Overcoming Challenges to Immunization in Northern Nigeria
Some days, according to Tina Iroghama Agbonyinma, the most challenging part of her job in Northern Nigeria is her commute.
“I travel mostly every day except weekends,” says the Social and Behavior Change (SBC) Facilitator for polio and routine immunization with UNICEF in the Kano state region. “I’m always on the road.” Established settlements are two hours away. Reaching some of the more remote areas “will take me like 3, 4, 5 hours from my takeoff point to destination. It can be 400 kilometers at times.”
Tina’s work is filled with challenges. She is responsible for providing life-saving immunizations to 378 settlements in a district that includes hard-to-reach, scattered, underserved communities as well as nomadic groups and seasonal migrants. The area also includes more than 100 distinct ethnic groups and faces security challenges such as armed robbery, cattle rustlers, and kidnapping for ransom.
Her goal: to immunize any zero-dose children in the settlements that she covers. After her commute, the next hurdle is often the advocacy, communication, social mobilization, and research she must present to convince groups that vaccination is safe and important. “Some people don’t understand what the vaccine is, some don’t want the vaccine,” she says. “Those attitudes of people need to be changed for them to know vaccines are made to prevent disease and protect children or other targeted groups. In that way, I’m helping the community to get vaccinated and protect them against deadly diseases.”
Navigating Gender Issues
A 10-year immunization veteran, Tina is passionate about eliminating any barriers. She credits the community activation and adaptive leadership skills she learned from her 2021 Sabin Boost Flagship Fellowship with helping her identify barriers to immunization and develop creative, community-centered solutions. “The strategies we are using are almost the same as those I used before, but I learned more about the way it’s aligned to problems, how and what strategies to use at a particular time.”
For example, “Gender issues can cause a lot of children to not be immunized,” she notes. “If you are a woman in some of these places, you don’t have the sole right or power to make decisions.” Tina often meets with men who are heads of the household, “to tell them about the rights of women to vaccination, to make decisions, to get themselves and their children vaccinated.”
“The strategies we are using are almost the same as those I used before, but I learned more about the way it’s aligned to problems, how and what strategies to use at a particular time.”
Tina Iroghama Agbonyinma
Social and Behavior Change (SBC) Facilitator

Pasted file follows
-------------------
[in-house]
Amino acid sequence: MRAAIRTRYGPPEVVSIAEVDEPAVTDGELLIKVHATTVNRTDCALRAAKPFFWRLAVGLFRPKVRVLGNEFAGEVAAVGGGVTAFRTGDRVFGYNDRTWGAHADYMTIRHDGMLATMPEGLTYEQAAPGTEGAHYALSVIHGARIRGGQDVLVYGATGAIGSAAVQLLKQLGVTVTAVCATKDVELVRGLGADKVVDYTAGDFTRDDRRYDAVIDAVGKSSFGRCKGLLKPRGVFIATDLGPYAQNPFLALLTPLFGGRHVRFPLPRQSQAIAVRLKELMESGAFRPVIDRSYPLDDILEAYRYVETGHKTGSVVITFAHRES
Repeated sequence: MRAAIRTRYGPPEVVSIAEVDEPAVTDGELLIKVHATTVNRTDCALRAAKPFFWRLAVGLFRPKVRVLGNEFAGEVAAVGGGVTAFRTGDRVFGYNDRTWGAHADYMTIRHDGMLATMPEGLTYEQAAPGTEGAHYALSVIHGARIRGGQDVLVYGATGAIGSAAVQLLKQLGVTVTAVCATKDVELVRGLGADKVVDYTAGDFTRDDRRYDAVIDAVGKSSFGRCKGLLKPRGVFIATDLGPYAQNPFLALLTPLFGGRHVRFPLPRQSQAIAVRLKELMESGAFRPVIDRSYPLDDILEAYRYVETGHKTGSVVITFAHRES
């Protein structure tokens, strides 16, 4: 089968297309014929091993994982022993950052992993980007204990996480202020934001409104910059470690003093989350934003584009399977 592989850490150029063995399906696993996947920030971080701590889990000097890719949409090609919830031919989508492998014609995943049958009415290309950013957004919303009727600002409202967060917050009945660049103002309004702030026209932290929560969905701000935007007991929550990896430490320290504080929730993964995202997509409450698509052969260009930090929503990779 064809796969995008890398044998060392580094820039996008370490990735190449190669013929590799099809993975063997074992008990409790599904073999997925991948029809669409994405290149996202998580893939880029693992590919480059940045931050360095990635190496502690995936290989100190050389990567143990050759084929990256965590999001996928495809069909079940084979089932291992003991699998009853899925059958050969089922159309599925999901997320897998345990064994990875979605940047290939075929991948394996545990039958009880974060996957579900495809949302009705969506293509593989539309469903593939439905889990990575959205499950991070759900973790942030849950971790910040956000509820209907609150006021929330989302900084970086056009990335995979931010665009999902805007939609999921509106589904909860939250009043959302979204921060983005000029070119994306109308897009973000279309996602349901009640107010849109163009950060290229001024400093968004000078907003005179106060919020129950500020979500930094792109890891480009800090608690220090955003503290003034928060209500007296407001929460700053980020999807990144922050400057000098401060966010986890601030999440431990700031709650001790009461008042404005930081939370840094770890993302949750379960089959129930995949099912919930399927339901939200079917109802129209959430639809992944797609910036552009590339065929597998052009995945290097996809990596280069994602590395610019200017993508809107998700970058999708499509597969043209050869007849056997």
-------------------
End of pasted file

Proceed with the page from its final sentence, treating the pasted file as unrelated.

Building Community Trust
“The first thing you do is to look for an influential person who can be able to support you,” she says. “If he too wants a change, if he too wants you to be able to reach the children, it means you start from that person first.” Identifying a leader ally, she says, “will solve more of your problems, because once he accepts, the others are definitely going to accept.”
In one settlement with many children who had missed vaccine doses, Tina invited the women from the missed households to a community meeting. Instead of trying to persuade them to get their children vaccinated, she asked them to talk about their challenges and issues. This sharing and listening, she says, helped her better understand the gender dynamics in the community. Knowing that Tina truly cared about them and their children, she adds, meant the women became more interested and engaged with the vaccination activities.
“Some of the children were having what was suspected to be heart disease, and the women never knew that this was as a result of not being vaccinated. I addressed the issue, and enlightened them on why some of the children were malnourished. They became interested in knowing more.” Then Tina told them she would be coming the following day to vaccinate their children. When she returned and began going house to house, “We were able to vaccinate those children and get them back to health.“
Following the community meeting, Tina built strategic relationships. She conducted meetings with male heads of households and key male community leaders to develop support for vaccination. Over the following weeks and months, Tina was able to get the approval of the male heads of household. She continued to develop the interest and engagement from the women who brought their children to the health facilities and who remained involved in immunization campaigns. She was also able to discuss other health issues with the women, such as “how to take care of their body, breastfeeding for new mothers, handwashing and other hygiene.”
Realizing Her Dream
Tina always recognized the importance of building trust. She credits one of the skills learned from her Boost fellowship, “actor mapping” (identifying key influencers and their interrelationships), with helping her cultivate strategic relationships to reach her immunization goals. She also builds relationships with as many people as she can. “Even the smallest person in the community can whisper something really important to you.” To keep these relationships strong, “You have to follow up to make the community really begin to accept the vaccine,” she says. “It’s not about just one-time acceptance.”
Tina says she sees significant change in outcomes since her Boost fellowship, and is proud of her success vaccinating children that were previously missed. She has reduced the number of zero-dose children. “As an immunization professional, I’m really, really very fulfilled to have been able to actualize my dream of reaching women and children, knowing that I got groups in the community to accept the vaccination.”
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